Matt McMillan was bit by a copperhead snake, while he was camping in July at Fall River Lake, Kansas, and was flown to Via Christi Hospital in Wichita. He recalls “that was $47,600 for that 30-minute ride. To me that’s a lot of money.”
“The snake antivenom is the costly part. I guess that’s $20,000 to $30,000 a vial and I had four,” Matt explained.
Dr. Li Jia, at Via Christi Hospital said they used CroFab. “I don’t know the exact price but it’s very expensive,” he admitted.
McMillan’s insurance covered most of the bills. Otherwise, he would have owed $150,000 to $200,000 for care of one snakebite.
Matt’s huge bill was not unique.
- After being bitten by a snake, Eric Ferguson reported to the emergency room of a Charlotte hospital in North Carolina. The bite wasn’t too serious, and he needed only four vials of antidote. He was released after 18 hours. His bill was $89,277. He had been charged more than $20,000 per vial for the antidote.
- Eleven-year-old Benjamin Smith received a massive bite from an eastern diamondback rattlesnake and needed 80 vials of snake venom. His hospital bill was $1,600,000.
The World Health Organization (WHO) reported 1.8 million snakebites occurred in 2016, resulting in 94,000 deaths, plus hundreds of thousands of PTSD victims.
If all those 1.8 million victims received just four vials of antivenom at $20,000 each, the bill would be $144 billion a year, not counting ambulance and helicopter rides. By comparison, that’s more than the total 2018 Defense Department budget for its 2.2 million personnel ($134 billion).
But nobody – except Americans – would put up with paying as much as $20,000 a vial for antivenom.
Go online. You can buy universal antivenom from dozens of suppliers in India for less than $20 a vial, a savings of $19,980 per vial. The brand on the right is $5.99 a bottle. The average is about $12.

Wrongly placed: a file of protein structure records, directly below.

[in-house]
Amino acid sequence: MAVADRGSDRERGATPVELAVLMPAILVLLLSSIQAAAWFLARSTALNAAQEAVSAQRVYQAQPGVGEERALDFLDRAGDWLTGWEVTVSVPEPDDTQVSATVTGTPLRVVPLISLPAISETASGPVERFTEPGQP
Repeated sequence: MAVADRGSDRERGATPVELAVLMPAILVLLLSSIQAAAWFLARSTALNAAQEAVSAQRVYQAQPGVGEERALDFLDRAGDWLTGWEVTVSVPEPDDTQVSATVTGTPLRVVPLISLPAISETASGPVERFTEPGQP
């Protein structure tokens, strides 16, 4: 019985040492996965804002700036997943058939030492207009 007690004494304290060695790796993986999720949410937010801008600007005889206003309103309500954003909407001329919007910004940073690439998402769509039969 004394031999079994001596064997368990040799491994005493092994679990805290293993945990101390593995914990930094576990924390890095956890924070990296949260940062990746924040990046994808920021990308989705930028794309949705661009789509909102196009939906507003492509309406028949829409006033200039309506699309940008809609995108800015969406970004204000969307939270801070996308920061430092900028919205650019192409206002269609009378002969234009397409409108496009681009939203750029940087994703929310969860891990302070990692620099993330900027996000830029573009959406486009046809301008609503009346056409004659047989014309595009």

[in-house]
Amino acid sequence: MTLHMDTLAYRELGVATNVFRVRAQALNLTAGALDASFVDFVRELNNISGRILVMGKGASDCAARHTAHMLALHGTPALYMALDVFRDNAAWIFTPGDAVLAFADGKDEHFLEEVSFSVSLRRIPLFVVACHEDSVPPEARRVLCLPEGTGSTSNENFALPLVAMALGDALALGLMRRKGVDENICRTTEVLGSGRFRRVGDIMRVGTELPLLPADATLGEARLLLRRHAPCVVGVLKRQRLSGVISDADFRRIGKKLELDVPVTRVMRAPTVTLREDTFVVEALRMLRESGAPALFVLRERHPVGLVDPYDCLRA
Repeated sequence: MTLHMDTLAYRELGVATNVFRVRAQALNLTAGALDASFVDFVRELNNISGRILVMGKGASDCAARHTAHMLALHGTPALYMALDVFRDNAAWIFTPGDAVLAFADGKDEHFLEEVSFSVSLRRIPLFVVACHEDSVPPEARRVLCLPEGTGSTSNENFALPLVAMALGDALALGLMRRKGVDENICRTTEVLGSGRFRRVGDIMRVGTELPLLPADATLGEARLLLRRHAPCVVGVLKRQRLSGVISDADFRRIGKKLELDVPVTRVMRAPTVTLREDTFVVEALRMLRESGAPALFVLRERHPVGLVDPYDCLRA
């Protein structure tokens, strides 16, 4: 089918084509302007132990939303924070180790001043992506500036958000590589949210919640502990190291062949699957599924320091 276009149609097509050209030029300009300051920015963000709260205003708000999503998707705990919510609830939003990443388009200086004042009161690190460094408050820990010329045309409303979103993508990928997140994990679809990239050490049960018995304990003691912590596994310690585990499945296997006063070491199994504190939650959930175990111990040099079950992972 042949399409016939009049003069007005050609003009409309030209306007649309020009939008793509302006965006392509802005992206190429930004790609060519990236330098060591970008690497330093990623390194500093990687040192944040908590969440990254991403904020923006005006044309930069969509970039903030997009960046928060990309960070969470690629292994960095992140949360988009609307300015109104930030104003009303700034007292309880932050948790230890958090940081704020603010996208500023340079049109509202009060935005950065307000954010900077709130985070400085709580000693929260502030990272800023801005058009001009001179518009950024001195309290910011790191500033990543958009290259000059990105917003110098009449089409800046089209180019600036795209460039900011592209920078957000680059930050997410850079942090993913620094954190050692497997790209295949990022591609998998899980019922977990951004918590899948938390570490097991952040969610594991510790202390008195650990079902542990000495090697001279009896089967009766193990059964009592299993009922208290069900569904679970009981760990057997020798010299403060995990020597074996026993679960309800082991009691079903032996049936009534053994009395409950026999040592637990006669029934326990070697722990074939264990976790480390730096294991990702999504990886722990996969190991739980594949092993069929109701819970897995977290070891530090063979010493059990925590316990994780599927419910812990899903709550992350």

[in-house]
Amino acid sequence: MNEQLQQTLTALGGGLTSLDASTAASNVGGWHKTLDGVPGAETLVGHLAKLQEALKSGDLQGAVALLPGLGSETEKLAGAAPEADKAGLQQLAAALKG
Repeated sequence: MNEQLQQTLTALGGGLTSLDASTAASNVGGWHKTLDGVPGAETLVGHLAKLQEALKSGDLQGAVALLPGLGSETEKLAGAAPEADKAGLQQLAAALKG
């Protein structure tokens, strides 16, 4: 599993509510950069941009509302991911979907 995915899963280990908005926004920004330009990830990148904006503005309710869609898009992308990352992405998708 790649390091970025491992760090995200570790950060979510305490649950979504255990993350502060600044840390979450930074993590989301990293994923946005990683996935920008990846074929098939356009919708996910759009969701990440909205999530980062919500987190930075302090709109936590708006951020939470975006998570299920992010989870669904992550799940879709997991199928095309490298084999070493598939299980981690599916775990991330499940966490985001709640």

That doesn’t mean that hospitals are paying a fortune for antivenom, because – like everything else – they mark up prices to astronomical levels. A $20,000 drug could cost the hospital only one tenth the price that is charged to the patient.
When Eric Ferguson (example above) complained about the exorbitant cost of his treatment, a hospital spokesperson said that the difference in price was due to the expense of storing, preparing, and administering the antidote, as well as the cost of dealing with Medicare, Medicaid, and insurance companies.
One reason for high drug prices is granting the exclusive right to produce a drug type by the FDA. That eliminates competition, secures the market for one company and instills acceptance as the best treatment, even when competitors are later allowed.
If there is only one manufacturer of antivenom in the United States, and no regulation of prices, you can’t blame “it’s-just-business” corporate heads from gouging the public.
Naturalist Jack Ewing, who has researched the Costa Rica rain forest since 1970, raised an interesting question about antivenom several years ago, when he reacted to a letter from his brother Rex that mentioned his dog being bitten on the muzzle by a rattlesnake.
“Knowing that the only poisonous snakes in that part of Colorado are prairie rattlers, I figured that Maggie would survive,” Ewing recalled.
I wrote Rex to inquire about the bite. In the correspondence that ensued it came to light that Maggie had been vaccinated against rattlesnake bite, the vaccine cost about $25, and apparently gave her a partial immunity. Other than severe swelling in her face for about 24 hours, Maggie recovered just fine. It wasn’t necessary to take her to a veterinarian.
Apparently there is no vaccine for people.
Please read that again. There is a vaccine for dogs, but there is no vaccine for people.
Why? Is any research been done for vaccinating humans? Or, would such a vaccine ruin the market for selling $20,000 vials of antivenom?
Besides his interest in science, Ewing owns the Hacienda Baru Lodge in Costa Rica, which offers hikes and other outdoor rain forest activities, including the climbing of very tall trees, demonstrated in the video below.